In an evening characterized by optimism and not political disagreements, Israeli President Shimon Peres told an audience in Beverly Hills on March 8 that he saw broad agreement between the United States and Israel about what the immediate next steps should be regarding Iran.
“I don’t think anyone would suggest you start by shooting,” Peres told the over 1,000 Jews who gathered at the Beverly Hilton to welcome him on the first day of his four-day trip to Los Angeles.
Peres served three times as Israel’s Prime Minister before taking on the largely ceremonial post of president in 2007, and today he is both elder statesman and head of state. But if media coverage before and after his private meeting with President Obama on March 4 focused on how his message to the American leader might differ from what Israeli Prime Minister Benjamin Netanyahu might be saying, Peres batted away any talk of a gap between the U.S. and Israel when it came to preventing Iran from acquiring a nuclear weapon.
“While everybody is looking for differences, the basis is common and agreed,” Peres said, noting that there was support around the world for the current regime of sanctions against Iran, and said they should be given time to work.
“If we have to choose, let’s start with the nonviolent, [with] no war beginning, but saying very clearly that all other options are on the table,” Peres said, sounding—at least in those general terms—very much like both Netanyahu and Obama.
For one hour, Peres answered gentle questions from TV reporter and anchor Campbell Brown. In his remarks, the 88-year-old Nobel Laureate painted in broad strokes his hopes for peace with the Palestinians, his optimistic predictions about the future of the Middle East and his vision for the future of the Jewish people in a rapidly changing world.
“The problem of the Middle East is poverty more than politics,” Peres said, noting that while the upheavals in the region over the last year might bring short-term tumult for Israel, the trend would eventually bring the Arab world into alignment with the rest of the world’s countries.
Peres received a very warm welcome from the crowd at the event, which was jointly sponsored by the Jewish Federation of Greater Los Angeles and the Los Angeles Israeli Consulate, with help from various other groups.
Peres is the highest-profile Israeli official to visit Los Angeles on a standalone trip in at least a decade.
“Not only is he coming, but he’s coming for four days,” said Rabbi Lawrence J. Goldmark, executive vice president of the Pacific Association of Reform Rabbis, on Thursday. “We matter. It’s not just the Jews of New York.”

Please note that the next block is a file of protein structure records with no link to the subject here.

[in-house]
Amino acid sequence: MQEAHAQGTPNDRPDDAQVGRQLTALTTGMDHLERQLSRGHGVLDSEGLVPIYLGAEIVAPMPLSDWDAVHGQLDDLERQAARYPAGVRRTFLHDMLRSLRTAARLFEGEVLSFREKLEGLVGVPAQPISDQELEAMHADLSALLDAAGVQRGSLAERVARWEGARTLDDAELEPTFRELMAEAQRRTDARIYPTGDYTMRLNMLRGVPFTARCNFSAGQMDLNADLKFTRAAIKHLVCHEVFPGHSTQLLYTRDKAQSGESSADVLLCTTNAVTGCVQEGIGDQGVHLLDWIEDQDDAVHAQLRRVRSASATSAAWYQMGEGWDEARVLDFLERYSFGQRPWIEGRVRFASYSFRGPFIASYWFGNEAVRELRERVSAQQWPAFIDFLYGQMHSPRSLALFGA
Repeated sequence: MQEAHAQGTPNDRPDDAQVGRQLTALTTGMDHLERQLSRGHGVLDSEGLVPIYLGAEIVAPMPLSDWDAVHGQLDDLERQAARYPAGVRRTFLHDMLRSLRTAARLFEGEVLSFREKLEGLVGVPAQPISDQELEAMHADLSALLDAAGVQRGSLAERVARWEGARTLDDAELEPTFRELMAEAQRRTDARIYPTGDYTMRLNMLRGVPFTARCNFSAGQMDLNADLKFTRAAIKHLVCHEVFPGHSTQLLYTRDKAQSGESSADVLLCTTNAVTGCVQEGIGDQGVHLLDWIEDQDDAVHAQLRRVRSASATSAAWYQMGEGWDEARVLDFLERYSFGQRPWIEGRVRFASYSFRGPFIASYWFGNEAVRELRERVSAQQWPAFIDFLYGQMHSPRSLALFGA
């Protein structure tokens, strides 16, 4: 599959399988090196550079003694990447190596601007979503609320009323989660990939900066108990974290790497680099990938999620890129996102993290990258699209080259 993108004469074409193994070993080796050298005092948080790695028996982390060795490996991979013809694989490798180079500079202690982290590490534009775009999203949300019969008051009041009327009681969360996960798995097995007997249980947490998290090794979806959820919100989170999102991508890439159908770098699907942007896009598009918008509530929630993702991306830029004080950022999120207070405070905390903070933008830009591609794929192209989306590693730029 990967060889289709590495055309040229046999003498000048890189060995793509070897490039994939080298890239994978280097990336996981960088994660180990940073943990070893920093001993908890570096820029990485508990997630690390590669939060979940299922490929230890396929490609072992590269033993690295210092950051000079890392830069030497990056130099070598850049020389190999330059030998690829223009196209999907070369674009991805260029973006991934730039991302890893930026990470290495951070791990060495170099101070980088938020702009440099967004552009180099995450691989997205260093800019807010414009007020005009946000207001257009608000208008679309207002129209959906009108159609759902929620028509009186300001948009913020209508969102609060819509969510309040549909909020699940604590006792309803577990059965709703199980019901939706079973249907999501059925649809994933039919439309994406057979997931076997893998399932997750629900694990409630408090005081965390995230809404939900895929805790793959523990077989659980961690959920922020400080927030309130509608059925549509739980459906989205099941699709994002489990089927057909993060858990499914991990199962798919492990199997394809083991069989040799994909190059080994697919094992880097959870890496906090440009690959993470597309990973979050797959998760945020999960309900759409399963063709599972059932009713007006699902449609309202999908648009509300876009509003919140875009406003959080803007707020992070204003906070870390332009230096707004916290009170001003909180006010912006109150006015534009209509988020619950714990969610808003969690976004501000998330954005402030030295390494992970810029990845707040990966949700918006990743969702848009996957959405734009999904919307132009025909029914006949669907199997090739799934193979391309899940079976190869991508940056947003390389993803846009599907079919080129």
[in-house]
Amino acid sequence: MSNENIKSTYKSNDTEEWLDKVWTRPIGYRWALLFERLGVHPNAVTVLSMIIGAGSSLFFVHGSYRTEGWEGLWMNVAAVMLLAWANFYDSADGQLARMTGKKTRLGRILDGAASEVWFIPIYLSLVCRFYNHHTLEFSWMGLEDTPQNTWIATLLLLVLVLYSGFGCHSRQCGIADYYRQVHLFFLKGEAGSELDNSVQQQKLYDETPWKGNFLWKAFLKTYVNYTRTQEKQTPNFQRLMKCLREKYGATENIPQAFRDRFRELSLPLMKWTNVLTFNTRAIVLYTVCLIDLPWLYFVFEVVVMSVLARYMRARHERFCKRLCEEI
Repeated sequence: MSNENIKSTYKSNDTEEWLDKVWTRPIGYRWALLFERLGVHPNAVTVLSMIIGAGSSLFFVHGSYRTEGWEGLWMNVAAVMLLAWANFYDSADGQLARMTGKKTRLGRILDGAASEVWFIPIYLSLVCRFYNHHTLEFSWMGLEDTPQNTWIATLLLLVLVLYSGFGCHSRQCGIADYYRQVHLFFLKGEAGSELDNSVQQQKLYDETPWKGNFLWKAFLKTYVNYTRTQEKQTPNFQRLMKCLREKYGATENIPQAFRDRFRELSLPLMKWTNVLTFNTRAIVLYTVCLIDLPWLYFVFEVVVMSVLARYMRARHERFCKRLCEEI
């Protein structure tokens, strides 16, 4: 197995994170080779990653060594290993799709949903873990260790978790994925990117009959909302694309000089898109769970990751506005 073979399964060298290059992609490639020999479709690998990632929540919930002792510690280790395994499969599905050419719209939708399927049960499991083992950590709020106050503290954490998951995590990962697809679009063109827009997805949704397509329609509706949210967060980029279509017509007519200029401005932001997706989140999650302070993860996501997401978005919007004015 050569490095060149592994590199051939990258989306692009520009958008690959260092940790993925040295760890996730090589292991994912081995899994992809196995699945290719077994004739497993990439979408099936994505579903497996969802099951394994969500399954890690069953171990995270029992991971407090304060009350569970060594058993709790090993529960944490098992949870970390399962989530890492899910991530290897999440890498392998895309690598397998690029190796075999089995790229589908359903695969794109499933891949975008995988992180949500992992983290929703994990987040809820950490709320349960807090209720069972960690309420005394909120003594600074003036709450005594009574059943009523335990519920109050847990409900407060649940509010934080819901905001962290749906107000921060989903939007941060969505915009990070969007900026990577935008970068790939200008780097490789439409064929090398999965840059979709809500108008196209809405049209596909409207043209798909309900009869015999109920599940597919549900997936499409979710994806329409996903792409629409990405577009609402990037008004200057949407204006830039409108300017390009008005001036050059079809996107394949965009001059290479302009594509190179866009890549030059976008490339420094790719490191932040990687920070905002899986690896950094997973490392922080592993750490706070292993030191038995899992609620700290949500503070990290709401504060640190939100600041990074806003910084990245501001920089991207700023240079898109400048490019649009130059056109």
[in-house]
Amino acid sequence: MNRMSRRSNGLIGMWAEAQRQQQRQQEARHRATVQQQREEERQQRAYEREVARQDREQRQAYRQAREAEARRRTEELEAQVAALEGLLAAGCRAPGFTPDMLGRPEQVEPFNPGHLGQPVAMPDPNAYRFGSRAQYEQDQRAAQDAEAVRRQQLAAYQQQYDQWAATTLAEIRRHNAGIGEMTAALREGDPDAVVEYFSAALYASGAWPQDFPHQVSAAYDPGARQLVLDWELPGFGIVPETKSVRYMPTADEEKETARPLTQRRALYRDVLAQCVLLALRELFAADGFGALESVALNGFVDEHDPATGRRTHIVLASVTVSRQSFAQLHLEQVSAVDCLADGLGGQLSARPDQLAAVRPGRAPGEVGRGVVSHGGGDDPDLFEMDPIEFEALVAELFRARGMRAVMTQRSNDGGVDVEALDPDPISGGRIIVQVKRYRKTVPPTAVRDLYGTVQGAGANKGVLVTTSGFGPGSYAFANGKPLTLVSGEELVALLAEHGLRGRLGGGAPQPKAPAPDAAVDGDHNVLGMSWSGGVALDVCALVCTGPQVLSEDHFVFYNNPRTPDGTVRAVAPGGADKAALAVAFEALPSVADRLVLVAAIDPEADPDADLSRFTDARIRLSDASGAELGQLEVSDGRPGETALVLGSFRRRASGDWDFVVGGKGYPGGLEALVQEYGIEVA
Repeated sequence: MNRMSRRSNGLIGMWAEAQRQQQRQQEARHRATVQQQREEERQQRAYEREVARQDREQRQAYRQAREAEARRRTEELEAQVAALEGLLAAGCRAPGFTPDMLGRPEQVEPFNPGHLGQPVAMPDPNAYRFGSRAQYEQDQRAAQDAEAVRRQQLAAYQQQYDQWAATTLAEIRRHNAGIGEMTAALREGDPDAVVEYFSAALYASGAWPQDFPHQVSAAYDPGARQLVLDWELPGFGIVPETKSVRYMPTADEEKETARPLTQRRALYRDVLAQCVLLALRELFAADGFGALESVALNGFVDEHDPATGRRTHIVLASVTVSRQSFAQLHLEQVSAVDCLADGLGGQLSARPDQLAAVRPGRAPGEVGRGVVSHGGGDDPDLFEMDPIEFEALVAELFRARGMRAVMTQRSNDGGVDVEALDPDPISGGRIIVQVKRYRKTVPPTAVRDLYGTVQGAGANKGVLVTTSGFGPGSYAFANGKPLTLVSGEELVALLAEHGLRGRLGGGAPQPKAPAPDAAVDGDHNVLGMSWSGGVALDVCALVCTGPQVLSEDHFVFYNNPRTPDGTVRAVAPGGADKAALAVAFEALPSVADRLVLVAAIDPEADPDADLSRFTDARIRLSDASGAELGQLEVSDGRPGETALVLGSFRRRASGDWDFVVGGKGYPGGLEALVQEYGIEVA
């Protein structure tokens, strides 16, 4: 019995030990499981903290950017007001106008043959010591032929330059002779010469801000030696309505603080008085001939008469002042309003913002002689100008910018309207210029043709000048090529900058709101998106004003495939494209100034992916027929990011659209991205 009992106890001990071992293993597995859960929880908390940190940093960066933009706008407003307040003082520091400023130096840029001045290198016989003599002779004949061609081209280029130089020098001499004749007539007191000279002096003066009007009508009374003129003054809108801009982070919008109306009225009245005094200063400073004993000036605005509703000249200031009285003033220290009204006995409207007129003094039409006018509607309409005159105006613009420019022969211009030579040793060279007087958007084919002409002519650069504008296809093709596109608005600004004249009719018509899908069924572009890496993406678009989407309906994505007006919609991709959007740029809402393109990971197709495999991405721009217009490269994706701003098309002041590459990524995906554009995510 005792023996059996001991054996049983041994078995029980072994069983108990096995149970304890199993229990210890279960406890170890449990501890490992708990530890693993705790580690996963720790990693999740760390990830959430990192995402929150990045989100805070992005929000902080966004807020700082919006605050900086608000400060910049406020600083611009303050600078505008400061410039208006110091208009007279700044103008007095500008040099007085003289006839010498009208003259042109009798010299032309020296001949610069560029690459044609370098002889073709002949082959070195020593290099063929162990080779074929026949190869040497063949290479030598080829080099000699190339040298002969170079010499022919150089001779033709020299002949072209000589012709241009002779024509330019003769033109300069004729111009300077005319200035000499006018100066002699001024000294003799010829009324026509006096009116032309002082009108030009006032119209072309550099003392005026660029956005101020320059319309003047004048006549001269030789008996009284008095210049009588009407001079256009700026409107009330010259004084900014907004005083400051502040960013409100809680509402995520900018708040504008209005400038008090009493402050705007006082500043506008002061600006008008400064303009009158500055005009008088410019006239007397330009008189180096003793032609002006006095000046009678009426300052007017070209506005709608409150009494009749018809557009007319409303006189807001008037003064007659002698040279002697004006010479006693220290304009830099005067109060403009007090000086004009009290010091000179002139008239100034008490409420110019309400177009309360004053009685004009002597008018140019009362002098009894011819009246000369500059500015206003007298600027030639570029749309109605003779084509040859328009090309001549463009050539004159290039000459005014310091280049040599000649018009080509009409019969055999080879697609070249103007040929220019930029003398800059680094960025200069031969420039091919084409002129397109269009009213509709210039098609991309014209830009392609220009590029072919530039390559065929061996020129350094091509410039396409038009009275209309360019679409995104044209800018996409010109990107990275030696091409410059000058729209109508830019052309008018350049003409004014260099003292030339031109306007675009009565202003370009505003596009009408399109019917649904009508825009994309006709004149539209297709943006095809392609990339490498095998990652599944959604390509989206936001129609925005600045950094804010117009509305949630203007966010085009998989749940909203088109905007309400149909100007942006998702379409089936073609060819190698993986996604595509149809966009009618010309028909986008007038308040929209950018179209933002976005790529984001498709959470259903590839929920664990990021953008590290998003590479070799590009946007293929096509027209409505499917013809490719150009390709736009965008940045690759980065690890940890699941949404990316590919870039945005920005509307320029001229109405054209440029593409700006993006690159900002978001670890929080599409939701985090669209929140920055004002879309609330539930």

Los Angeles is the last stop for Peres on a nationwide tour. In New York City, he appeared on stage before a large audience for a conversation with Charlie Rose. In Washington, D.C., he met with President Obama and addressed the thousands who attended the American Israel Political Affairs Committee’s annual policy conference. And on Wednesday, Peres was in the Bay Area, where he created his own Facebook page at the company’s headquarters in Menlo Park. The social media company’s founder, Mark Zuckerberg, was reportedly the first to “Like” the Israeli president’s page.
Story continues after the jump.
In the days leading up to Peres’s meeting with Obama, there was much speculation in the Israeli and U.S. media about what the man who won the Nobel Peace Prize in 1994 for his work in concluding Oslo Accords would tell the man who was awarded the same prize in 2009 “for his extraordinary efforts to strengthen international diplomacy and cooperation between peoples.”
In Los Angeles, Peres said that on the matter of preventing Iran from obtaining a nuclear weapon, he trusted Obama’s assurances.
“I think the President made it clear that he will not compromise on the issue of Iran,” Peres said. “It’s a danger to all of the world, not just to Israel.”
The crowd on Thursday night included leaders of organizations spanning across the political and denominational spectrum, as well as many political dignitaries.
The evening’s edgiest moments came courtesy of Jason Alexander, who served as master of ceremonies. The actor cracked jokes about the security around the event, made a few crude gestures at the audience in a bit about Prime Minister Netanyahu and mocked his own hairpiece.
Otherwise, those who introduced the Israeli president, including Los Angeles Mayor Antonio Villaraigosa and Israeli Consul General David Siegel, made it clear that the evening would not feature any hard-hitting questions or controversial statements.
“We are here tonight as one people, united in our support, of you Mr. President and of the State of Israel,” said Federation Chairman Richard Sandler.
So when Brown asked Peres what it meant for Americans to be “pro-Israel,” the Israeli president offered a comment about how the United States and Israel were both “promised lands.”
He did make a gentle dig at the audience, though.
“Half the Jewish people live in the United States,” he said.
“The smaller half,” he added, with a smile.
Peres’s itinerary in Los Angeles includes a visit to the DreamWorks Animation studio on Friday and a Sunday morning breakfast with Jewish and Latino leaders.